Lisa Brice

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Lisa Brice
Born 1968 (age 49–50)
Cape Town
Residence London[1]
Occupation Artist
Known for Between This and That (2017)


Lisa Brice (born 1968)[2] is a South African painter and visual artist from Cape Town.[3][4][5][6][7] She lives in London and is cites some of her influences as her experiences growing up in South Africa during a time of political upheaval, and from time spent living and working in Trinidad.[8]

Biography

Brice was born and raised in Cape Town, South Africa[9] and studied at Michaelis School of Fine Art in Cape Town, graduating in 1990.[10] From 1988—1991 Brice worked as printmaking assistant to artist Sue Williamson.[2] She came to London in 1998 to take up a residency at Gasworks Gallery and later settled in the capital. Her paintings are inspired by her early life in South Africa as well as her life in London and time spent in Trinidad over the past 20 years.[1]

Brice started out working with printing, photography, video and other mixed media. After moving to the UK, she began to work predominantly in oils and canvas or paper and is now better known as a painter.[11]

Also in the late 1990s Brice began spending time working and in residence in Port of Spain, Trinidad, where she met and collaborated with other artists such as Peter Doig and Chris Ofili.[12] Together they set up CCA7 (Caribbean Contemporary Arts).[12]

Duro Olowu has described her as one of the "quiet masters of composition and technique".[13]

Exhibitions

Lisa Brice, Dakar biennale 2002

Since 1993 Brice has had over 20 solo exhibitions in South Africa and around Europe, and almost 100 group exhibitions around the world.[2]

After graduating, Brice's first show featured images drawn from Thailand's sex industry signage, which was taken up by the Frank Hanel Gallery in Germany and shown across Europe. Subsequent early mixed media exhibitions featured themes such as racial tension, violence and crime in South Africa. [11]

In 2016 Duro Olowu included Brice in Making and Unmaking exhibition at the Camden Arts Centre in London. The following year Salon 94 gallery in New York exhibited Boundary Girl, an exhibition of large canvasses and small gouaches, the smaller works having been displayed earlier that year in London.[13]

In 2018 Brice exhibited at Tate Britain as part of Art Now, exhibitions for new and emerging artists. The work featured "recast female subjects from art historical paintings, photographs and the media into new environments, imbuing them with a newfound sense of self possession."[14] Many of the paintings show the women rendered in a rich blue paint which echoes Brice's Trinidadian experiences of carnival, in which revellers known as 'blue devils' paint themselves blue for anonymity.[8] Art Now included two new paintings not previously exhibited, one based on John Everett Millais' Ophelia (painting) with Ophelia standing upright holding a cigarette, the other based on Parting at Morning by William Rothenstein with the emaciated model repainted, filled out, also smoking a cigarette.[8] The exhibition was well received by the British press who praised Brice for "an important reclamation of the female body".[9][8]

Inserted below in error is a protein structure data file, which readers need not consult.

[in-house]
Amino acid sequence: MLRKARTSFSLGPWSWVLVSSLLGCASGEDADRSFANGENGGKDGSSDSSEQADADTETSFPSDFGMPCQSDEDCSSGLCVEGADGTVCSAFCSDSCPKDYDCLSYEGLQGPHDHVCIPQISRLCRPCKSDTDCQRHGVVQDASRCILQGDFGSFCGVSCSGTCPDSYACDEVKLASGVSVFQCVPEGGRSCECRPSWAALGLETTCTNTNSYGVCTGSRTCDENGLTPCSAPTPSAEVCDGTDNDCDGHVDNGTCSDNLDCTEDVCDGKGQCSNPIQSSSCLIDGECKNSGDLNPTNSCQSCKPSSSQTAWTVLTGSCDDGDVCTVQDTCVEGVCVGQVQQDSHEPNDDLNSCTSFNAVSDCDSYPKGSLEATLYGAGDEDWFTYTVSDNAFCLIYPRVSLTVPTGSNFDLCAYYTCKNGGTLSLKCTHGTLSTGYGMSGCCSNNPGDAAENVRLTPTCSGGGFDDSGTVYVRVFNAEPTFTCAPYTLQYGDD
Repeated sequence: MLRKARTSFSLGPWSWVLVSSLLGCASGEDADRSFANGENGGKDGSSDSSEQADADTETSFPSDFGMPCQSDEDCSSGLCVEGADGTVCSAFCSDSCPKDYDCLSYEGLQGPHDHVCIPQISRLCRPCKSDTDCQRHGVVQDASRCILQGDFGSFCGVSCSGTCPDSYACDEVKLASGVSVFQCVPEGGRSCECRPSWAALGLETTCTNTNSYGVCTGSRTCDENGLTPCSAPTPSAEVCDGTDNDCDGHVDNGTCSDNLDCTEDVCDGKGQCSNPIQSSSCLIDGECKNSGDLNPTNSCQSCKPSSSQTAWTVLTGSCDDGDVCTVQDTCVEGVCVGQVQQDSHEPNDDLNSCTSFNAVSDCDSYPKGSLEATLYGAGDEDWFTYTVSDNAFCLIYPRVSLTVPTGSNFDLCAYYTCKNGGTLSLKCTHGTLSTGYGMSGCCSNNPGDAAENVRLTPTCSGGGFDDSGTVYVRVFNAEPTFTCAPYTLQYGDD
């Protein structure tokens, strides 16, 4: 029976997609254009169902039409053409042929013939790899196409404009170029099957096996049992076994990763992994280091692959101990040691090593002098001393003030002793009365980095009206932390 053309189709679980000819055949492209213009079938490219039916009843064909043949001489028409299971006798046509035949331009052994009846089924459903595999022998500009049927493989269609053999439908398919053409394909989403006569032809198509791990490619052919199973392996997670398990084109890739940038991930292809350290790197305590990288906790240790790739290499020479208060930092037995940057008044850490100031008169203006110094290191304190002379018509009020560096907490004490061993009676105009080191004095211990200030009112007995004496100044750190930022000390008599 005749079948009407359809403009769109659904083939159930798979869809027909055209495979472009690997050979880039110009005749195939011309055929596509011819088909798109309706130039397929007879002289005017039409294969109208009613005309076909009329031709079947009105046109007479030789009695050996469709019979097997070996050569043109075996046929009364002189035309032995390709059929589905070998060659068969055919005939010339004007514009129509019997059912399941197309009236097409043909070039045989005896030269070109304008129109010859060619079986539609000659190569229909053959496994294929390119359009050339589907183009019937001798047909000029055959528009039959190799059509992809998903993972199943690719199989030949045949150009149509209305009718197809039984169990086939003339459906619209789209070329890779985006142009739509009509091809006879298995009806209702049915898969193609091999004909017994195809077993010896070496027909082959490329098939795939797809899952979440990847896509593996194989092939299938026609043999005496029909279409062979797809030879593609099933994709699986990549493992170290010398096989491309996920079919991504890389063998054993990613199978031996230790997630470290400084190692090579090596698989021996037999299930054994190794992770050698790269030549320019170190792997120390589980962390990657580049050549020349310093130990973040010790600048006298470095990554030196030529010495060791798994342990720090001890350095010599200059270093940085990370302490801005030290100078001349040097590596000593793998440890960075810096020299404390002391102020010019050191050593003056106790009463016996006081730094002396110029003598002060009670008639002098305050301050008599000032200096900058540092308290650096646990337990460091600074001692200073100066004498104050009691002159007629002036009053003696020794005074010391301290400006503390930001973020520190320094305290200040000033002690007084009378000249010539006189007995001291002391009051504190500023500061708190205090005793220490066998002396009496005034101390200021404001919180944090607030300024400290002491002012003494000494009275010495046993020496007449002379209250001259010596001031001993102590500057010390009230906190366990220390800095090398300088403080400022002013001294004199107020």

Her work is held in collections around the world, including the Smithsonian National Museum of African Art, Johannesburg Art Gallery, the High Commission of South Africa, London and the private collection of Sindika Dokolo.[2]

References

  1. ^ a b Mehrez, Aïcha. "Q&A: Lisa Brice". Tate.org. Retrieved 7 June 2018.
  2. ^ a b c d "Lisa Brice biography" (PDF). Goodman Gallery. Retrieved 6 October 2018.
  3. ^ Bedford, Emma; Perryer, Sophie (2004). 10 Years 100 Artists: Art in a Democratic South Africa. Cape Town: Bell-Roberts. p. 128. ISBN 978-1-86872-987-6.
  4. ^ Williamson, Sue (2009). South African Art Now. New York: Collins Design. p. 234. ISBN 978-0-06-134351-3.
  5. ^ New, Josephine (October 30, 2014). "Lisa Brice". Frieze. Retrieved February 1, 2017.
  6. ^ "ArtThrob". www.artthrob.co.za. Retrieved September 18, 2018.
  7. ^ "A R T T H R O B _ A R T B I O". www.artthrob.co.za. Retrieved September 18, 2018.
  8. ^ a b c d Buck, Louisa. "Lisa Brice liberates art history's female muses with a vibrant and voluptuous show at Tate Britain's Art Now". The Telegraph. Retrieved 6 October 2018.
  9. ^ a b Valentine, Hannah. "Lady in blue: the nudes of Lisa Brice – in pictures". The Guardian. Retrieved 6 October 2018.
  10. ^ "Lisa Brice CV". Stephen Friedman Gallery. Retrieved 7 June 2018.
  11. ^ a b "Lisa Brice". Art Africa Magazine. Retrieved 6 October 2018.
  12. ^ a b "Lisa Brice: Embracing uncertainty". Art Africa Magazine. Retrieved 6 October 2018.
  13. ^ a b Compton, Nick. "Out of the blue with Lisa Brice". Cultured Magazine. Retrieved 6 October 2018.
  14. ^ "Art Now: Lisa Brice". Tate.org. Retrieved 6 October 2018.

External links

  • Official website
  • Lisa Brice on Artsy
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